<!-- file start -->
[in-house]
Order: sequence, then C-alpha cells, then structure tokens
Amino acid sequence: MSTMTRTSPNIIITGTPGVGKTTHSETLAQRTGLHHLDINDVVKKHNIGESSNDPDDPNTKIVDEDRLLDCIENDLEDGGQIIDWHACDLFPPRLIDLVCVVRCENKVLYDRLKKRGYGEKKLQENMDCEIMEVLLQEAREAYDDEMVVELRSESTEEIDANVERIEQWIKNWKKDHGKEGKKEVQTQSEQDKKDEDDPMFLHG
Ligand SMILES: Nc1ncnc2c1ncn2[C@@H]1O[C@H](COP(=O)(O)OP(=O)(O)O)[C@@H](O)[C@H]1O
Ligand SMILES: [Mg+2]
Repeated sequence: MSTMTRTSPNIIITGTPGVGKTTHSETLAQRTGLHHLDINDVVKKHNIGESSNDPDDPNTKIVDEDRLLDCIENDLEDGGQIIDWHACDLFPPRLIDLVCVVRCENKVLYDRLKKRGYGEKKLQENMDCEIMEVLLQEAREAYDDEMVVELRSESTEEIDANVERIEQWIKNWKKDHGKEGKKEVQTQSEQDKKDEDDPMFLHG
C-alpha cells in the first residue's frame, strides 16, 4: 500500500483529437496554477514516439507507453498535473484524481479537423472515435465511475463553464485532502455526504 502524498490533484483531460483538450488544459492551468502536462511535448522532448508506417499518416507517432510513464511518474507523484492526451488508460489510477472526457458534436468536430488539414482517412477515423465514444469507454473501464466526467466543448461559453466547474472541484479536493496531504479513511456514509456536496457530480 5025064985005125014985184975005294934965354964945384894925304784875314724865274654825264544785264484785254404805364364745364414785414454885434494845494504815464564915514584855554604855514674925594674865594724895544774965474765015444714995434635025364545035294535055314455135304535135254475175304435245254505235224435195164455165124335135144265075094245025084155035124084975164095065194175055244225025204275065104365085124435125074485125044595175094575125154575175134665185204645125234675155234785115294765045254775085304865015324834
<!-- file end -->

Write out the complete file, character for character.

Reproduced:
[in-house]
Order: sequence, then C-alpha cells, then structure tokens
Amino acid sequence: MSTMTRTSPNIIITGTPGVGKTTHSETLAQRTGLHHLDINDVVKKHNIGESSNDPDDPNTKIVDEDRLLDCIENDLEDGGQIIDWHACDLFPPRLIDLVCVVRCENKVLYDRLKKRGYGEKKLQENMDCEIMEVLLQEAREAYDDEMVVELRSESTEEIDANVERIEQWIKNWKKDHGKEGKKEVQTQSEQDKKDEDDPMFLHG
Ligand SMILES: Nc1ncnc2c1ncn2[C@@H]1O[C@H](COP(=O)(O)OP(=O)(O)O)[C@@H](O)[C@H]1O
Ligand SMILES: [Mg+2]
Repeated sequence: MSTMTRTSPNIIITGTPGVGKTTHSETLAQRTGLHHLDINDVVKKHNIGESSNDPDDPNTKIVDEDRLLDCIENDLEDGGQIIDWHACDLFPPRLIDLVCVVRCENKVLYDRLKKRGYGEKKLQENMDCEIMEVLLQEAREAYDDEMVVELRSESTEEIDANVERIEQWIKNWKKDHGKEGKKEVQTQSEQDKKDEDDPMFLHG
C-alpha cells in the first residue's frame, strides 16, 4: 500500500483529437496554477514516439507507453498535473484524481479537423472515435465511475463553464485532502455526504 502524498490533484483531460483538450488544459492551468502536462511535448522532448508506417499518416507517432510513464511518474507523484492526451488508460489510477472526457458534436468536430488539414482517412477515423465514444469507454473501464466526467466543448461559453466547474472541484479536493496531504479513511456514509456536496457530480 5025064985005125014985184975005294934965354964945384894925304784875314724865274654825264544785264484785254404805364364745364414785414454885434494845494504815464564915514584855554604855514674925594674865594724895544774965474765015444714995434635025364545035294535055314455135304535135254475175304435245254505235224435195164455165124335135144265075094245025084155035124084975164095065194175055244225025204275065104365085124435125074485125044595175094575125154575175134665185204645125234675155234785115294765045254775085304865015324834